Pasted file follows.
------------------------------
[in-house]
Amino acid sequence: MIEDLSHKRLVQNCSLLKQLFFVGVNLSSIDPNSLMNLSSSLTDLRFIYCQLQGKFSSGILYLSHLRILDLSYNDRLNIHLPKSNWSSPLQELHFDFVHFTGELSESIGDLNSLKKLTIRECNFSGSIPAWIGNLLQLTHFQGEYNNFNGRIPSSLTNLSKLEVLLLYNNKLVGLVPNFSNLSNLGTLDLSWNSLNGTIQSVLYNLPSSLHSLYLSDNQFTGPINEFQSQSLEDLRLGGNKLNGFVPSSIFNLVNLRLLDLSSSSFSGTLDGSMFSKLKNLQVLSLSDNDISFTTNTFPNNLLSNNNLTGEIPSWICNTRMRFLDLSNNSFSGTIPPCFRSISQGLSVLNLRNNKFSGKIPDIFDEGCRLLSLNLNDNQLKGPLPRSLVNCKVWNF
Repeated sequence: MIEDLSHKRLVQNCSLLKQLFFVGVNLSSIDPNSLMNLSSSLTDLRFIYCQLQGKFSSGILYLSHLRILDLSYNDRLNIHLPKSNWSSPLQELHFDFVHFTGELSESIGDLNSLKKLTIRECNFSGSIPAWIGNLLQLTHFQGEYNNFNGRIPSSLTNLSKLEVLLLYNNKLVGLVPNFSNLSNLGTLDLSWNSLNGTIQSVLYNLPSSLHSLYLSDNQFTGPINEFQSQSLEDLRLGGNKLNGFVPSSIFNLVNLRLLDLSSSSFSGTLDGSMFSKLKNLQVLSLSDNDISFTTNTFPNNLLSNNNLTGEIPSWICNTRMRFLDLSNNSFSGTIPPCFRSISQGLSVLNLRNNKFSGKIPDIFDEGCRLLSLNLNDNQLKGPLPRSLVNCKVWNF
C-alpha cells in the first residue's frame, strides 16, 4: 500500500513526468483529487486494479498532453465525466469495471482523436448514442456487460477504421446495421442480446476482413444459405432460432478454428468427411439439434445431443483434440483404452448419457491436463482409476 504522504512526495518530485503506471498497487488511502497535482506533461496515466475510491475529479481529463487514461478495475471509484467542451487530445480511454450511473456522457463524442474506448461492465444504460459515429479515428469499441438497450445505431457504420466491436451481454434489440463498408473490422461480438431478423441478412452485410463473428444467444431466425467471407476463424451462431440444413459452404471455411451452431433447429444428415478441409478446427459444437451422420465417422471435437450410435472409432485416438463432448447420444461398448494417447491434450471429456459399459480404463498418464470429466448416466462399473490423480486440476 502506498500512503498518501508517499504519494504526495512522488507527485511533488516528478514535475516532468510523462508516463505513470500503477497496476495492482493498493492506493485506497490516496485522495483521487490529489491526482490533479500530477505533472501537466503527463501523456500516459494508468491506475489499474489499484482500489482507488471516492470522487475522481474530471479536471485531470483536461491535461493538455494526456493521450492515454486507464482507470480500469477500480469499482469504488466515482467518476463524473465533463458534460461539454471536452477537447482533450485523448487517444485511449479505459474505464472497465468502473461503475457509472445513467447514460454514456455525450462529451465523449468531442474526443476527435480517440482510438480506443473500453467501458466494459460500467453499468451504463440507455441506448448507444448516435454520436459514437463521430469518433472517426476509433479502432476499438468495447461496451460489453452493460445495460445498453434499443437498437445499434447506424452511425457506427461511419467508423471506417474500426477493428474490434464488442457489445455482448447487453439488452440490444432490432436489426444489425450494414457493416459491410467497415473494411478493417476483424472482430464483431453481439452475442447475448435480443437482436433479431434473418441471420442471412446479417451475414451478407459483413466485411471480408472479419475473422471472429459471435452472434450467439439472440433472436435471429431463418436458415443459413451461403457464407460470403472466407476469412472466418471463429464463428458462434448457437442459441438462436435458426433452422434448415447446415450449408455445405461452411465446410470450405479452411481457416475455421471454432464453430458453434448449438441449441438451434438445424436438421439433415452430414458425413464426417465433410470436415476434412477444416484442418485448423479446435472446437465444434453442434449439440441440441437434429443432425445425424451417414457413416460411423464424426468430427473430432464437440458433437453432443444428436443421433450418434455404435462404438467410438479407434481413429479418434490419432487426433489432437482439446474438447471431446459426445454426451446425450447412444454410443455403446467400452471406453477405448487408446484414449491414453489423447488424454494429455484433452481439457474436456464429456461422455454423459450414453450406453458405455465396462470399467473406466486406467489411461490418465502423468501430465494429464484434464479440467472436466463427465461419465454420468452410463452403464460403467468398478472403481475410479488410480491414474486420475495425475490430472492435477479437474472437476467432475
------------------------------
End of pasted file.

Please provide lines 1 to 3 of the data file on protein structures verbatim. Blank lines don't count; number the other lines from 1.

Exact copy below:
[in-house]
Amino acid sequence: MIEDLSHKRLVQNCSLLKQLFFVGVNLSSIDPNSLMNLSSSLTDLRFIYCQLQGKFSSGILYLSHLRILDLSYNDRLNIHLPKSNWSSPLQELHFDFVHFTGELSESIGDLNSLKKLTIRECNFSGSIPAWIGNLLQLTHFQGEYNNFNGRIPSSLTNLSKLEVLLLYNNKLVGLVPNFSNLSNLGTLDLSWNSLNGTIQSVLYNLPSSLHSLYLSDNQFTGPINEFQSQSLEDLRLGGNKLNGFVPSSIFNLVNLRLLDLSSSSFSGTLDGSMFSKLKNLQVLSLSDNDISFTTNTFPNNLLSNNNLTGEIPSWICNTRMRFLDLSNNSFSGTIPPCFRSISQGLSVLNLRNNKFSGKIPDIFDEGCRLLSLNLNDNQLKGPLPRSLVNCKVWNF
Repeated sequence: MIEDLSHKRLVQNCSLLKQLFFVGVNLSSIDPNSLMNLSSSLTDLRFIYCQLQGKFSSGILYLSHLRILDLSYNDRLNIHLPKSNWSSPLQELHFDFVHFTGELSESIGDLNSLKKLTIRECNFSGSIPAWIGNLLQLTHFQGEYNNFNGRIPSSLTNLSKLEVLLLYNNKLVGLVPNFSNLSNLGTLDLSWNSLNGTIQSVLYNLPSSLHSLYLSDNQFTGPINEFQSQSLEDLRLGGNKLNGFVPSSIFNLVNLRLLDLSSSSFSGTLDGSMFSKLKNLQVLSLSDNDISFTTNTFPNNLLSNNNLTGEIPSWICNTRMRFLDLSNNSFSGTIPPCFRSISQGLSVLNLRNNKFSGKIPDIFDEGCRLLSLNLNDNQLKGPLPRSLVNCKVWNF